Contemplating one's belly button day in and day out is lonely and non-productive. The more posters say the same old, same old predictable things the more I consider they are talking to themselves because they enjoy the sound of their "voices".

To not get caught up in repetitive redundance, the ignore button comes in handy.

And, Billy Joel is a Julliard graduate, isn't he? Oh.

Top
#1350805 - 01/15/10 10:22 PM Re: Dad has some questions / needs advice [Re: Wizard of Oz]
eweiss Offline
2000 Post Club Member

Registered: 02/28/09
Posts: 2393
Loc: Beautiful San Diego, CA
Originally Posted By: Wizard of Oz
To really know the intention of the composer you'd have to listen to him play it. Back then of course there were no CD's or recording devices so the only way was to write it down.

I bet if Rach or Mozart or Beethoven were alive today and played some of their works, it would sound somewhat different each time. They would be altering and changing the dynamics depending on their mood. Musicians do this all the time.

The classical genre has a strict attitude that all the notes must be played exactly as written and with the recommended dynamics. Hogwash!! You get Bach to play one of his preludes 10 times now and you'd find variations and probably even different notes to the melody. Bach would be tinkering and improvising to his heart's liking. In fact, he's probably doing exactly just that upstairs as we speak.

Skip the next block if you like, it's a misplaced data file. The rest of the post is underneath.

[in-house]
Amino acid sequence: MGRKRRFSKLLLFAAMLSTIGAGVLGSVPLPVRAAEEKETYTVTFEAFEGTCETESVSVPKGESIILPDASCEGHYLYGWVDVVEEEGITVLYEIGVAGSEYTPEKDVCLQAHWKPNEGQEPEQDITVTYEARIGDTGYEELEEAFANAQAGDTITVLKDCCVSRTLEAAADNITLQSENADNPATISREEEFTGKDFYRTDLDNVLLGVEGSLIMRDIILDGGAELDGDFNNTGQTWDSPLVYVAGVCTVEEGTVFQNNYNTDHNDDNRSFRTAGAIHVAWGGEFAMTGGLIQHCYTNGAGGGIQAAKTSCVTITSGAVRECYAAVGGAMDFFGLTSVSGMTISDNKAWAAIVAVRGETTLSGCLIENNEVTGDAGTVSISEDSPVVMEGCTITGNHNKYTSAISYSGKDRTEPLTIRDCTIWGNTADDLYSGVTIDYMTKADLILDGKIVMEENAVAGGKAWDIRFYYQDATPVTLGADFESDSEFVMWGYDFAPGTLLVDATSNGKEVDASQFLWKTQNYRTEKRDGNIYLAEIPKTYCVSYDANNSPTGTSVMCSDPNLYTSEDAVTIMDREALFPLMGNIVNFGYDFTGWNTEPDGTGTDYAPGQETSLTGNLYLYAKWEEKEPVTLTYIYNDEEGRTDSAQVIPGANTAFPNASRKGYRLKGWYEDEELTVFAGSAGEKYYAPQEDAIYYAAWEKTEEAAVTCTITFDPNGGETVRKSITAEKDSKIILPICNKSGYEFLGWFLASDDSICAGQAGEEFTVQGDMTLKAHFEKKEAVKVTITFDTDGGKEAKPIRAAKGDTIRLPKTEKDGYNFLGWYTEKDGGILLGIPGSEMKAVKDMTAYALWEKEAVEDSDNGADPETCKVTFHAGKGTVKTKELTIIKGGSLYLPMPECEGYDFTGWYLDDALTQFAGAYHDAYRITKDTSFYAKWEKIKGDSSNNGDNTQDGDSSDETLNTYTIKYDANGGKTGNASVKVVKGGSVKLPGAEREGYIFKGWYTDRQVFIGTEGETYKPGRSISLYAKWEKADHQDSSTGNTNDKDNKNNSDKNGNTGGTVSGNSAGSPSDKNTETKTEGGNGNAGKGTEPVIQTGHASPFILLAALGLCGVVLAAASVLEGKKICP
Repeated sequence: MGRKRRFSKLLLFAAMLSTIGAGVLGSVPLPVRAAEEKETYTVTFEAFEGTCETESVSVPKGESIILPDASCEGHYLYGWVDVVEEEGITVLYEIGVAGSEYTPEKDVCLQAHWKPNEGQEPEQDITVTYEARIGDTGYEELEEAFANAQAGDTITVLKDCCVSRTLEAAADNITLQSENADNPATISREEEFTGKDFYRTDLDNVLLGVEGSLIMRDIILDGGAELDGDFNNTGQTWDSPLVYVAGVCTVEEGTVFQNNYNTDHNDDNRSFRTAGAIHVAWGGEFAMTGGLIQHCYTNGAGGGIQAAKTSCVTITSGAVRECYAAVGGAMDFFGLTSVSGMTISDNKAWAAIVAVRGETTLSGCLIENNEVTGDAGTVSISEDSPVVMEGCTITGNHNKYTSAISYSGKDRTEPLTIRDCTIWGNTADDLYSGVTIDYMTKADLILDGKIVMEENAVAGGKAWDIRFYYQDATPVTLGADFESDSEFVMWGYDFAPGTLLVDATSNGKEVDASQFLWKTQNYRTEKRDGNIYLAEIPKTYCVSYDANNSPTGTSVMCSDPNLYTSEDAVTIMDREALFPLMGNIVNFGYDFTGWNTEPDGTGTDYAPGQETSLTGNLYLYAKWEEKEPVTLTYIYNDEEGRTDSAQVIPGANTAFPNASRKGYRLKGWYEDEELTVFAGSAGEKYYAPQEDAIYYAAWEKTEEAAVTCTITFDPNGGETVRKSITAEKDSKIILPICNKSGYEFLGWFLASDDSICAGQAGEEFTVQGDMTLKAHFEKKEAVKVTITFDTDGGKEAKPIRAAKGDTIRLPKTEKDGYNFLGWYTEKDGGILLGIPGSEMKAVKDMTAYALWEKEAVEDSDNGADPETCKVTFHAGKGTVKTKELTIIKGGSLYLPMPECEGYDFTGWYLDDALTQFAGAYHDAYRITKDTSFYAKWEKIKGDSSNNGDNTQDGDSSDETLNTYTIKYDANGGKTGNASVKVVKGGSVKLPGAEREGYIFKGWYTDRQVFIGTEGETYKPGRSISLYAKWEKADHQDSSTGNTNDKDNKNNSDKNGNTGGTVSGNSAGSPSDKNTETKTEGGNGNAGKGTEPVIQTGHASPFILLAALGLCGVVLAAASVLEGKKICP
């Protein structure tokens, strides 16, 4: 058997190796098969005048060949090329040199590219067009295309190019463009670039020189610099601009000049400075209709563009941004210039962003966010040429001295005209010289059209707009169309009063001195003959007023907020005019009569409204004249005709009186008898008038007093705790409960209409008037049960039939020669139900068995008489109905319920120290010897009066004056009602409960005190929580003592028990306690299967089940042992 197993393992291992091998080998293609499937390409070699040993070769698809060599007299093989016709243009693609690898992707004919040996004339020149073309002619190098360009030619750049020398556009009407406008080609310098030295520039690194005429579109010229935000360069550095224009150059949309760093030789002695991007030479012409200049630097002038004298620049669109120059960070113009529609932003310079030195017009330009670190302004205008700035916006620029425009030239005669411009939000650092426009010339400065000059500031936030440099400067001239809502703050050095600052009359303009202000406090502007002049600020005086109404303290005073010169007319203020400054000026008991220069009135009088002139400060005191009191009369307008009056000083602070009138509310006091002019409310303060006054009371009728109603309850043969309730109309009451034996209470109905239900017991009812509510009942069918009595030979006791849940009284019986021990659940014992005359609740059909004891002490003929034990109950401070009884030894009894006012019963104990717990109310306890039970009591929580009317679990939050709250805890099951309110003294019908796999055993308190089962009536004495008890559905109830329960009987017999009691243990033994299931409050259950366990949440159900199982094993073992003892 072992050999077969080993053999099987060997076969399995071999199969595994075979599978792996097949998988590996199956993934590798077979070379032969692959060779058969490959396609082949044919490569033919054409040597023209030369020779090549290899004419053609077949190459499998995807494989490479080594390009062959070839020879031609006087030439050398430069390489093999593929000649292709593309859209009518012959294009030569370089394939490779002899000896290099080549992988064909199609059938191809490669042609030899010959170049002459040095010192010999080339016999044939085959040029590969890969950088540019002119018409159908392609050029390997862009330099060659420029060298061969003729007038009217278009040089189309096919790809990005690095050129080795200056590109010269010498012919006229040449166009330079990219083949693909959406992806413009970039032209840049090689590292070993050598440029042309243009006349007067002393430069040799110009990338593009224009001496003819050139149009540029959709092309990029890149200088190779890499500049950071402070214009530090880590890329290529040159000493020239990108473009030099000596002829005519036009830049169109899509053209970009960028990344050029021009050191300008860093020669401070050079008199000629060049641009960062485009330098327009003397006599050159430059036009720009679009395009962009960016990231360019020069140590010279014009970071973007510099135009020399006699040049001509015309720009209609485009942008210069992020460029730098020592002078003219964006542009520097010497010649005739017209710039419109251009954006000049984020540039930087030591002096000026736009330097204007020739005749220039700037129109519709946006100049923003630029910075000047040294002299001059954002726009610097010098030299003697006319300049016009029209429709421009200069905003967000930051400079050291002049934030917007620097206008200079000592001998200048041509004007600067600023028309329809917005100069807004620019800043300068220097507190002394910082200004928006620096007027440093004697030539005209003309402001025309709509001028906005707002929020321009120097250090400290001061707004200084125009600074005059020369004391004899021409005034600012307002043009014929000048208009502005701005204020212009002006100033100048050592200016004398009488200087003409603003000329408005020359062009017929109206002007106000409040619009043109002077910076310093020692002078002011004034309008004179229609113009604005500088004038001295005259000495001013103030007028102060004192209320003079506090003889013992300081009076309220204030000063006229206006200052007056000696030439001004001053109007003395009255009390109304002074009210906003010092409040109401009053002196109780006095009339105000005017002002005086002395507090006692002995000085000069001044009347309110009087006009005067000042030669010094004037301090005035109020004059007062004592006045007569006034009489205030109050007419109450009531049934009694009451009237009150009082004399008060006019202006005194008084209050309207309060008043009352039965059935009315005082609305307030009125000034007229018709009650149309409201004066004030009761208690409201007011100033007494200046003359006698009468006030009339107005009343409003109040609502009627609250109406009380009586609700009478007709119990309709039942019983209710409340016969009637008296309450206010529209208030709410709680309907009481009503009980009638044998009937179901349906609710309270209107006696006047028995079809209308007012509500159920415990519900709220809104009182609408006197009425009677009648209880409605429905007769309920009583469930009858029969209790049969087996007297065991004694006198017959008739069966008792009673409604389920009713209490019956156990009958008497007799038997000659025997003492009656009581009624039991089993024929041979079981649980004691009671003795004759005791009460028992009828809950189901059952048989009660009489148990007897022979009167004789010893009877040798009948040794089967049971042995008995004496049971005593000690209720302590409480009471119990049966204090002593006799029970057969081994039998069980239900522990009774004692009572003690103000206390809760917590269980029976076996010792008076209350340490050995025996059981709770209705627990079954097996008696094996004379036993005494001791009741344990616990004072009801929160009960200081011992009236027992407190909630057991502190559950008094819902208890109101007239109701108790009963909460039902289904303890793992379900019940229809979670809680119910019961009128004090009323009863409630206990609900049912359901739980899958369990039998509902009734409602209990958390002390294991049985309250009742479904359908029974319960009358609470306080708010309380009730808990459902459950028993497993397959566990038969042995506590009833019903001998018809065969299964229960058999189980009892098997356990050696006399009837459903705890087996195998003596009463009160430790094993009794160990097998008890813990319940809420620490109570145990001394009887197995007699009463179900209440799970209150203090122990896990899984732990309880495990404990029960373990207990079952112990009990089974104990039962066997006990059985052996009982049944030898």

Oz, your post is a breath of fresh air. But it might be wasted on classical purists here. 2hearts
_________________________
Play New Age Piano
http://www.quiescencemusic.com

Top
#1350807 - 01/15/10 10:26 PM Re: Dad has some questions / needs advice [Re: eweiss]
stores Offline
6000 Post Club Member

Registered: 12/28/09
Posts: 6646
Loc: Here, as opposed to there
And, Billy Joel is a Julliard graduate, isn't he? Oh.

You are being facetious, yes?
_________________________

"And if we look at the works of J.S. Bach — a benevolent god to which all musicians should offer a prayer to defend themselves against mediocrity... -Debussy

"It's ok if you disagree with me. I can't force you to be right."

♪ ≠ $


Top
#1350810 - 01/15/10 10:38 PM Re: Dad has some questions / needs advice [Re: Betty Patnude]
eweiss Offline
2000 Post Club Member

Registered: 02/28/09
Posts: 2393
Loc: Beautiful San Diego, CA
Originally Posted By: Betty Patnude
When you are a child you speak and think as a child thinks...that's a child's reality. With education and life's experience your inner world and outer world bloom to be so much more. We participate in both worlds. One is public and one is private.